World Building


Mark Peter Hughes

An early sketch for the cover of my futuristic novel A CRACK IN THE SKY by the amazing artist Per Haagensen

In some ways the writerly concept called “world building” is just another way of saying “writing”.  Still, no matter your story’s genre, taking the time to think through and organize some of the world’s details and rules up front can help keep the story coherent, consistent and feeling ‘real’ (and save you lots of rework time later). Whether you’re writing sci-fi, fantasy, contemporary realistic, or any other flavor of fiction (or non-fiction, for that matter), the following non-exhaustive list of considerations is intended only as thought-starters as you begin to organize and plan.

What is your story’s world?
A Few Questions/Considerations

Place and Time:

  • When and where does the story take place? An current-day town on an ordinary day? Future Earth? Another planet? An imagined ‘Almost-Earth’? A suburban garage?  Somewhere else?
  • What is the geography? Terrain?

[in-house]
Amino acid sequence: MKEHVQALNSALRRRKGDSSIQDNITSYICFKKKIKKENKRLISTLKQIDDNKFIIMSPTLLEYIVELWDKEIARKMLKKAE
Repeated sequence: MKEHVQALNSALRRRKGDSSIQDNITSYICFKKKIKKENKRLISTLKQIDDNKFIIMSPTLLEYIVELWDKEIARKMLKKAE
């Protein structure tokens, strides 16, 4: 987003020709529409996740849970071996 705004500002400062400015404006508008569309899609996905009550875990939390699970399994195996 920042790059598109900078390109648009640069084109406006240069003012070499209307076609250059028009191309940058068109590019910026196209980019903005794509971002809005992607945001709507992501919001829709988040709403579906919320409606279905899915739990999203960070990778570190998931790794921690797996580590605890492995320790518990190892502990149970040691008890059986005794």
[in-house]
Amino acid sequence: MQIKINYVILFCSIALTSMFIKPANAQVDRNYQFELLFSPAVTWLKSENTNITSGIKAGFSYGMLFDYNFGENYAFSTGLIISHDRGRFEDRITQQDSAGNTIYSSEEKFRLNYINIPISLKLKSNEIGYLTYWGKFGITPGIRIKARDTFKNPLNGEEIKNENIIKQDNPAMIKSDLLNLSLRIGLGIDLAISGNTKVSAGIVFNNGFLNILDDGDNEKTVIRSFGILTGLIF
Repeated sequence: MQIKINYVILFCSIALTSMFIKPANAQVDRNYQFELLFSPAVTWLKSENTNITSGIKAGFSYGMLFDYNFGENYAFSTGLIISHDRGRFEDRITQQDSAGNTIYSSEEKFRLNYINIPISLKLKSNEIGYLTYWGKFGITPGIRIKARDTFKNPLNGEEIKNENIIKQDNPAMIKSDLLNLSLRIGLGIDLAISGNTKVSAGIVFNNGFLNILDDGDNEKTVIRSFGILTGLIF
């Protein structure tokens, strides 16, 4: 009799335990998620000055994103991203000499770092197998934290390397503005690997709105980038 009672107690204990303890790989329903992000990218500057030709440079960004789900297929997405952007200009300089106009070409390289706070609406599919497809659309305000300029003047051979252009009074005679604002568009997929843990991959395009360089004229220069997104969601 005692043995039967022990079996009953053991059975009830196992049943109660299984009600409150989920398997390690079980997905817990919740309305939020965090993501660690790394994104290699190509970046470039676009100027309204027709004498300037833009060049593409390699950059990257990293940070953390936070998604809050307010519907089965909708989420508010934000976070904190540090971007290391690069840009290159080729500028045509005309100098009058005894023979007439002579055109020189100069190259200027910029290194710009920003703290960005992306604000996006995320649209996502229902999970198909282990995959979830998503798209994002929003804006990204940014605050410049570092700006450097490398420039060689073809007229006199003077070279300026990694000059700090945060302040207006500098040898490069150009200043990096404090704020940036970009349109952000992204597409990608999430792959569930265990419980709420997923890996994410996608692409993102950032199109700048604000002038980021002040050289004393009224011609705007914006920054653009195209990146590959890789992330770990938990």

• What is the climate?
  • Is it a time/place that really existed? Is it totally imagined? Where do the real and imaged overlap?
  • Futuristic? Archaic? Now?


  • What happened to make this world what it is?
  • Does the history overlap with the real world?
  • Wars, politics, heroes, villains, hopes and dreams

 People and Creatures:

  • Who populates this world?
  • Races, customs, food, languages, beliefs, religions, jobs, …
  • Speech patterns, regional voices…
  • How does each see the world differently?

 Social Structures:

  • Who is in charge? Government? Bullies? Gangs? Teachers? Kids…?
  • What are the rules? Laws, traditions, written vs unwritten…
  • What conflicts exist? Overt wars, hidden wars, social/polite rebellions, youth vs age, rich vs poor, tribe vs tribe…


  • Real vs imagined, futuristic vs archaic, science-based, magic-based, …
  • In your imagined world what rules vary from those found in the real world? What rules are the same?



  1. No matter the details of your world, never forget that your #1 job is to tell a story, so don’t get too bogged down in the complex details at the expense of skimping on character, voice, or plot. If the world details are part of the frosting, these three are the cake.
  2. Build what you need but don’t feel you need to have all the details of your world worked out. Trust your readers. If you get it right, their imaginations will help fill in the gaps.
  3. Push limits wherever you can but don’t worry about getting everything perfect. Perfection is the enemy because it is never achievable. Just do the best writing you can do right now–and have fun. That’s what writing (and reading) is supposed to be about!